I figure the stone around my neck. I haven't taken it off since dad gave it to me. Not even in the shower. I'll only be able to wear it for one more day, so I don't worry about it rusting in the water.
Tomorrow is my real birthday. And tomorrow I'll be somewhere else.
The bell rings and everyone piles out of the class, but none quicker than me. I rush to city bus stop so I can pick up Kipp from elementary school. Even though I know how to drive, I don't have a license in this life. My parents only have one car anyway, and dad takes it to work everyday.
I see that Kipp is already waiting outside when the bus turns the corner toward the school. He's wearing his favorite ninja shirt and a pair of khaki pants that look too big for him.
"Hey little dude, how was school?" I ask.
"Okay, I guess," he says kicking a rock.
"No. Not really."
"I got another letter from the counselor to give mom."
"Do you know what it says?"
"No. But I bet it's bad."
"Why do you say that?"
"Caddy," he stops to look at me with the maturity of an adult that only years in foster care can give a child, "I know because that's just want happens. Counselors only send letters home when something is wrong, okay."
"Fine. Sorry I asked," I say and continue walking.
We walk in silence for a block before he finally tells me what is really bugging him. "Caddy, what if mom realizes that I'm too much work for her. That I'm not worth all the extra tutoring and money."
Now it's my turn to stop and stare him down. "Kipper Nicholas Medina, don't even go there. Mom loves you. You are worth all the effort."
"But how do you know? You belong to this family, in real life. I'm just an outsider."
I have to bite my tongue. He doesn't understand. I have to remember that to everyone else I am an insider.
"You are not an outsider anymore. You are a part of this family. They aren't going to un-adopt you."
"Are you sure?"
Kipp bends down and picks a dandelion growing between a crack in the sidewalk. He twirls it between his thumb and forefinger.
"It's probably the last dandelion we'll see until next spring," I say.
He hands it to me. "I don't know what I'd do with out you, sis."
I smile and under my breath I say, "You'll do just fine."
Dad is already home when we arrive at the house.
As soon as we enter through the screen door, he says 'shhhh' and we both know that means the baby is napping.
"Where's mom?" I whisper.
"At the grocery store," he says flipping the pieces around on a Rubix cube. "Damn this stupid thing." With that he throws it to me. I prove to be just as useless at solving it.
"Why do you keep doing this if it frustrates you so much?" I ask.
"Some mountains must be conquered."
It made sense, even though I don't know why. "But is this the mountain you really want to conquer?" I said throwing the cube back to him.
He just snorts.
"What are you laughing at?" mom asks coming into the house with an armful of groceries.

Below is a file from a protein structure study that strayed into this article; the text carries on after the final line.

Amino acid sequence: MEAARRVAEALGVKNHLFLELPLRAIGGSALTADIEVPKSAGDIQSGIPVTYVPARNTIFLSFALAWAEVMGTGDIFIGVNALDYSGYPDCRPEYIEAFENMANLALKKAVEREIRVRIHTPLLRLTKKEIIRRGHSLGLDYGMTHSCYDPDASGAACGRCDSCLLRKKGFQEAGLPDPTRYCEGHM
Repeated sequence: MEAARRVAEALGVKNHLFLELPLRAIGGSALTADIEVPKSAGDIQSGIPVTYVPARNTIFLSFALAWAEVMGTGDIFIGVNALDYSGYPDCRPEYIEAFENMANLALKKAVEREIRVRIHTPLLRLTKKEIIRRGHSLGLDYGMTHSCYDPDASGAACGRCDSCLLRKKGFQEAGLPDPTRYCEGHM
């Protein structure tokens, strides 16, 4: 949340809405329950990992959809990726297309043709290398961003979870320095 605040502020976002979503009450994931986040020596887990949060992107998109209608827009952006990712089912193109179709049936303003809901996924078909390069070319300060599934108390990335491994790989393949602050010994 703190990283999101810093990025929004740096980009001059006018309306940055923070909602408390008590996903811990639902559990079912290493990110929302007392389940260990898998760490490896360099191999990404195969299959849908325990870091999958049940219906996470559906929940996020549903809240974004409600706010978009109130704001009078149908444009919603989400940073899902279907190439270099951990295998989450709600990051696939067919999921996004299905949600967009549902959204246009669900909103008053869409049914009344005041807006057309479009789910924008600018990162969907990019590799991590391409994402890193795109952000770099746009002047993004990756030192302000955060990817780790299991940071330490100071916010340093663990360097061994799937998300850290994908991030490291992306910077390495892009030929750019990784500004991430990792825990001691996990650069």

"Oh, nothing." Dad starts flipping pieces again.
"Don't 'nothing' me," she says. "What were you two talking about?"
"We were talking about which mountains we want to fight in life. Which mountain is worthy of 'the climb,'" he tells her.
"Are you referring to that stupid toy, Doug?" she asks him
"It's not a toy, it's a puzzle!" He holds it up like a trophy. "Look! I got three in a row."
"Didn't you have an entire side done last night?" she asks.
"You have to undo stuff to get the other side to match, you don't understand. I think I have it figured it out now."
I watch their playful bickering and suddenly I have to leave or I'll cry. I don't want them to start asking questions.
Thankfully, right then the baby starts to call from her crib.
"Hey, mom, can I take Agatha for a walk before it gets dark?" I ask.
"Sure. Just make her a sippy and take a bag of goldfish before you leave. I should have dinner ready when you get back."
As I leave the room I can hear them talking about me. They are wondering how they were lucky enough to have a daughter that enjoys her family so much.
It's easy, I think. When your family has been ripped away from you, you cling to any semblance of family you can find. I only wish I had known that sooner, then maybe I wouldn't have started insiding in the first place.
Agatha's fat leg is propped up on the crib railing trying to find a way to scale the structure and be freed from her prison.
"Oh you little stinker!" I call to her when I enter her pale pink room.
"Scissors!" she squeals in delight. "Out! Out! Gaga out!"
'Gaga' is what she calls herself. I guess Agatha is kind of hard for a toddler to say.
I lift her up from her bed and lay her on the changing table. She's almost too big for it. "When are you going to pee in the big girl potty," I ask.
"No!" she screams. "No potty. Gaga diaper."
"But diapers are yucky." I hold my nose closed in feigned disgust.
"Diapers yummy," she replies.
I laugh as I pick her off the table. We go back and forth arguing 'yucky' and 'yummy' for a while. I let her win.
"Do you want to go for a walk in the park, Aggie?"
"Park! Park!" She wiggles out of my arms and rushes for the shoe bin.
"Okay, but lemme get your snacks first."
"Snacks! Park! Scissors!"
"Yes, all the important things in life, right? Food, fun and family."
In the garage, she sits like a statue as I latch the three-point harness on the stroller. I close the overhead door and start walking down the driveway. The air is crisp, but not too cold that I have to retreat for a different type of jacket. Agatha has already pulled off her socks and I have to stop to put them back on.